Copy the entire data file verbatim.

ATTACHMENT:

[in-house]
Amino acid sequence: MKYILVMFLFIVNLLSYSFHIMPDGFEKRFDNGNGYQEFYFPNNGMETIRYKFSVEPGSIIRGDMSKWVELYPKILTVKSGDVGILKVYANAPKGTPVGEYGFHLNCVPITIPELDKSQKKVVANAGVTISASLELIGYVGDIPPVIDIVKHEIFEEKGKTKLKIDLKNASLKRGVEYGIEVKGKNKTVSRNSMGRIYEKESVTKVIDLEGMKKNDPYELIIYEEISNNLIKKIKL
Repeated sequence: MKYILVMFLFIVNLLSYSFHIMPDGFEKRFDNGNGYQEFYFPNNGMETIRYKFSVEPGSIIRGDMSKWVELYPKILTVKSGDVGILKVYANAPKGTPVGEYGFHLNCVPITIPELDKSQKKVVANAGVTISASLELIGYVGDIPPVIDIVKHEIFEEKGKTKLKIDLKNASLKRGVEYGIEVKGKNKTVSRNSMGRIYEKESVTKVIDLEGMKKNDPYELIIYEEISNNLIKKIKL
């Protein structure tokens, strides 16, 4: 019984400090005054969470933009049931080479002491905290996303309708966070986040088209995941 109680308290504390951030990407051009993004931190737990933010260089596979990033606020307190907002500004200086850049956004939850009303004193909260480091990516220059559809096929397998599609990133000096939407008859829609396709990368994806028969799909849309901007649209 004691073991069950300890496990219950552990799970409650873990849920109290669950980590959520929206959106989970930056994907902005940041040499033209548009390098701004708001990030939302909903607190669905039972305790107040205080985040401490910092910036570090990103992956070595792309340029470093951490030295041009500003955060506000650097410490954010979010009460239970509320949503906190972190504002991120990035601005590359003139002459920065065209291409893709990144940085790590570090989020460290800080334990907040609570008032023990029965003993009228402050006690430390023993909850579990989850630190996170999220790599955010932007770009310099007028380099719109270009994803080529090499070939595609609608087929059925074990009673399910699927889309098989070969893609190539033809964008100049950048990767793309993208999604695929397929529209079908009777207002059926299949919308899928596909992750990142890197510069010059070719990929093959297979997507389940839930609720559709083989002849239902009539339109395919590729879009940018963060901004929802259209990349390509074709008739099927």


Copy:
[in-house]
Amino acid sequence: MKYILVMFLFIVNLLSYSFHIMPDGFEKRFDNGNGYQEFYFPNNGMETIRYKFSVEPGSIIRGDMSKWVELYPKILTVKSGDVGILKVYANAPKGTPVGEYGFHLNCVPITIPELDKSQKKVVANAGVTISASLELIGYVGDIPPVIDIVKHEIFEEKGKTKLKIDLKNASLKRGVEYGIEVKGKNKTVSRNSMGRIYEKESVTKVIDLEGMKKNDPYELIIYEEISNNLIKKIKL
Repeated sequence: MKYILVMFLFIVNLLSYSFHIMPDGFEKRFDNGNGYQEFYFPNNGMETIRYKFSVEPGSIIRGDMSKWVELYPKILTVKSGDVGILKVYANAPKGTPVGEYGFHLNCVPITIPELDKSQKKVVANAGVTISASLELIGYVGDIPPVIDIVKHEIFEEKGKTKLKIDLKNASLKRGVEYGIEVKGKNKTVSRNSMGRIYEKESVTKVIDLEGMKKNDPYELIIYEEISNNLIKKIKL
């Protein structure tokens, strides 16, 4: 019984400090005054969470933009049931080479002491905290996303309708966070986040088209995941 109680308290504390951030990407051009993004931190737990933010260089596979990033606020307190907002500004200086850049956004939850009303004193909260480091990516220059559809096929397998599609990133000096939407008859829609396709990368994806028969799909849309901007649209 004691073991069950300890496990219950552990799970409650873990849920109290669950980590959520929206959106989970930056994907902005940041040499033209548009390098701004708001990030939302909903607190669905039972305790107040205080985040401490910092910036570090990103992956070595792309340029470093951490030295041009500003955060506000650097410490954010979010009460239970509320949503906190972190504002991120990035601005590359003139002459920065065209291409893709990144940085790590570090989020460290800080334990907040609570008032023990029965003993009228402050006690430390023993909850579990989850630190996170999220790599955010932007770009310099007028380099719109270009994803080529090499070939595609609608087929059925074990009673399910699927889309098989070969893609190539033809964008100049950048990767793309993208999604695929397929529209079908009777207002059926299949919308899928596909992750990142890197510069010059070719990929093959297979997507389940839930609720559709083989002849239902009539339109395919590729879009940018963060901004929802259209990349390509074709008739099927």